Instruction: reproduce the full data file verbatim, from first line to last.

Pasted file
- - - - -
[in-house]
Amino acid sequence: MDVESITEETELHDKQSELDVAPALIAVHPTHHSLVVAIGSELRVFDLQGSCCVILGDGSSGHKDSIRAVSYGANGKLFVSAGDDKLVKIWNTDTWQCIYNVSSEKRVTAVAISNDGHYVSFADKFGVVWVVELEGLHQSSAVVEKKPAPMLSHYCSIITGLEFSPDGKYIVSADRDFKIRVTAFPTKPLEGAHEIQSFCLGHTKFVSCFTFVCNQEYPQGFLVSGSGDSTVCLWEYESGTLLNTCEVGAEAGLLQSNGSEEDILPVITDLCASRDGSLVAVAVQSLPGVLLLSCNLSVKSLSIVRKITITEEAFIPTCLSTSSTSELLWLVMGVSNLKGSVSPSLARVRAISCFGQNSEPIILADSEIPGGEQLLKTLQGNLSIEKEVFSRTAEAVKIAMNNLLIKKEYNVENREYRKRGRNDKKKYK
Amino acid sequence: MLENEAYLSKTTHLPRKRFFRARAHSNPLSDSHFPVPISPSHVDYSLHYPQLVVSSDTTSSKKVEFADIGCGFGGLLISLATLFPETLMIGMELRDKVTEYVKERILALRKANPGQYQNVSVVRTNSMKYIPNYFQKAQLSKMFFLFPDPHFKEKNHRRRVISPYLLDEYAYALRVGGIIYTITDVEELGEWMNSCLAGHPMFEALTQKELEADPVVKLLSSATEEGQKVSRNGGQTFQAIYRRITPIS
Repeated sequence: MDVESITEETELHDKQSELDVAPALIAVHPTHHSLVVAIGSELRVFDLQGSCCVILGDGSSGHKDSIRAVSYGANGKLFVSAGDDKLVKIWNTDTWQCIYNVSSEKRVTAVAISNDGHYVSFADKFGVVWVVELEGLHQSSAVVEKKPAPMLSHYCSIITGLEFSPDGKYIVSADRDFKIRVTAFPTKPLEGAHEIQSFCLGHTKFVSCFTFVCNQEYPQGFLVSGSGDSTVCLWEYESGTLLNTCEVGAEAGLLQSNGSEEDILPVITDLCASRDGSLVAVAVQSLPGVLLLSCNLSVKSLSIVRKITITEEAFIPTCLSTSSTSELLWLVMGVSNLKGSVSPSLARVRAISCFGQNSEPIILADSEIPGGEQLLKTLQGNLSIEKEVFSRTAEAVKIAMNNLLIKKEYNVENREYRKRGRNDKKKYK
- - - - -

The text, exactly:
[in-house]
Amino acid sequence: MDVESITEETELHDKQSELDVAPALIAVHPTHHSLVVAIGSELRVFDLQGSCCVILGDGSSGHKDSIRAVSYGANGKLFVSAGDDKLVKIWNTDTWQCIYNVSSEKRVTAVAISNDGHYVSFADKFGVVWVVELEGLHQSSAVVEKKPAPMLSHYCSIITGLEFSPDGKYIVSADRDFKIRVTAFPTKPLEGAHEIQSFCLGHTKFVSCFTFVCNQEYPQGFLVSGSGDSTVCLWEYESGTLLNTCEVGAEAGLLQSNGSEEDILPVITDLCASRDGSLVAVAVQSLPGVLLLSCNLSVKSLSIVRKITITEEAFIPTCLSTSSTSELLWLVMGVSNLKGSVSPSLARVRAISCFGQNSEPIILADSEIPGGEQLLKTLQGNLSIEKEVFSRTAEAVKIAMNNLLIKKEYNVENREYRKRGRNDKKKYK
Amino acid sequence: MLENEAYLSKTTHLPRKRFFRARAHSNPLSDSHFPVPISPSHVDYSLHYPQLVVSSDTTSSKKVEFADIGCGFGGLLISLATLFPETLMIGMELRDKVTEYVKERILALRKANPGQYQNVSVVRTNSMKYIPNYFQKAQLSKMFFLFPDPHFKEKNHRRRVISPYLLDEYAYALRVGGIIYTITDVEELGEWMNSCLAGHPMFEALTQKELEADPVVKLLSSATEEGQKVSRNGGQTFQAIYRRITPIS
Repeated sequence: MDVESITEETELHDKQSELDVAPALIAVHPTHHSLVVAIGSELRVFDLQGSCCVILGDGSSGHKDSIRAVSYGANGKLFVSAGDDKLVKIWNTDTWQCIYNVSSEKRVTAVAISNDGHYVSFADKFGVVWVVELEGLHQSSAVVEKKPAPMLSHYCSIITGLEFSPDGKYIVSADRDFKIRVTAFPTKPLEGAHEIQSFCLGHTKFVSCFTFVCNQEYPQGFLVSGSGDSTVCLWEYESGTLLNTCEVGAEAGLLQSNGSEEDILPVITDLCASRDGSLVAVAVQSLPGVLLLSCNLSVKSLSIVRKITITEEAFIPTCLSTSSTSELLWLVMGVSNLKGSVSPSLARVRAISCFGQNSEPIILADSEIPGGEQLLKTLQGNLSIEKEVFSRTAEAVKIAMNNLLIKKEYNVENREYRKRGRNDKKKYK